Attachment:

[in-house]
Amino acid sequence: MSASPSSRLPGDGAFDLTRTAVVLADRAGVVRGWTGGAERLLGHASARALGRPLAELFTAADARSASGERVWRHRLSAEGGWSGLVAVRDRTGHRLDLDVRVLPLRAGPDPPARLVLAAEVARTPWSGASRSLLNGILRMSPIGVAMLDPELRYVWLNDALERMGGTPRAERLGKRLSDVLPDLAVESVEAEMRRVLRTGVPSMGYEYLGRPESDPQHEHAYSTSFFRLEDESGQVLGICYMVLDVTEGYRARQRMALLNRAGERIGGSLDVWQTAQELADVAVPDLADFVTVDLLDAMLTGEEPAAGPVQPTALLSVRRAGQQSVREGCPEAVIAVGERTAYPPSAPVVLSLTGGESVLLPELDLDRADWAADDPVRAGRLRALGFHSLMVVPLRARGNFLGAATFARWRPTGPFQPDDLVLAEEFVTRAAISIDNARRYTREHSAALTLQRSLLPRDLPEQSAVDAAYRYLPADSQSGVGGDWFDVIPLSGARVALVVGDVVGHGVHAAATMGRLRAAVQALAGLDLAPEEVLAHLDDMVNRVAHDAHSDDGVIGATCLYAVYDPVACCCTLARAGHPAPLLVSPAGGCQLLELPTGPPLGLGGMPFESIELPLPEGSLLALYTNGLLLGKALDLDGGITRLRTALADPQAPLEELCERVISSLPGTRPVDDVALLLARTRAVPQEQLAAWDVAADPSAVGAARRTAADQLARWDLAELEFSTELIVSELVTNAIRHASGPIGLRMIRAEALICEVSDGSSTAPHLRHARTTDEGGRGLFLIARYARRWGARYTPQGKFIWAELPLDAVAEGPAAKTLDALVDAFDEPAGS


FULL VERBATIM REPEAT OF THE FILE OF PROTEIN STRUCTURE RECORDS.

[in-house]
Amino acid sequence: MSASPSSRLPGDGAFDLTRTAVVLADRAGVVRGWTGGAERLLGHASARALGRPLAELFTAADARSASGERVWRHRLSAEGGWSGLVAVRDRTGHRLDLDVRVLPLRAGPDPPARLVLAAEVARTPWSGASRSLLNGILRMSPIGVAMLDPELRYVWLNDALERMGGTPRAERLGKRLSDVLPDLAVESVEAEMRRVLRTGVPSMGYEYLGRPESDPQHEHAYSTSFFRLEDESGQVLGICYMVLDVTEGYRARQRMALLNRAGERIGGSLDVWQTAQELADVAVPDLADFVTVDLLDAMLTGEEPAAGPVQPTALLSVRRAGQQSVREGCPEAVIAVGERTAYPPSAPVVLSLTGGESVLLPELDLDRADWAADDPVRAGRLRALGFHSLMVVPLRARGNFLGAATFARWRPTGPFQPDDLVLAEEFVTRAAISIDNARRYTREHSAALTLQRSLLPRDLPEQSAVDAAYRYLPADSQSGVGGDWFDVIPLSGARVALVVGDVVGHGVHAAATMGRLRAAVQALAGLDLAPEEVLAHLDDMVNRVAHDAHSDDGVIGATCLYAVYDPVACCCTLARAGHPAPLLVSPAGGCQLLELPTGPPLGLGGMPFESIELPLPEGSLLALYTNGLLLGKALDLDGGITRLRTALADPQAPLEELCERVISSLPGTRPVDDVALLLARTRAVPQEQLAAWDVAADPSAVGAARRTAADQLARWDLAELEFSTELIVSELVTNAIRHASGPIGLRMIRAEALICEVSDGSSTAPHLRHARTTDEGGRGLFLIARYARRWGARYTPQGKFIWAELPLDAVAEGPAAKTLDALVDAFDEPAGS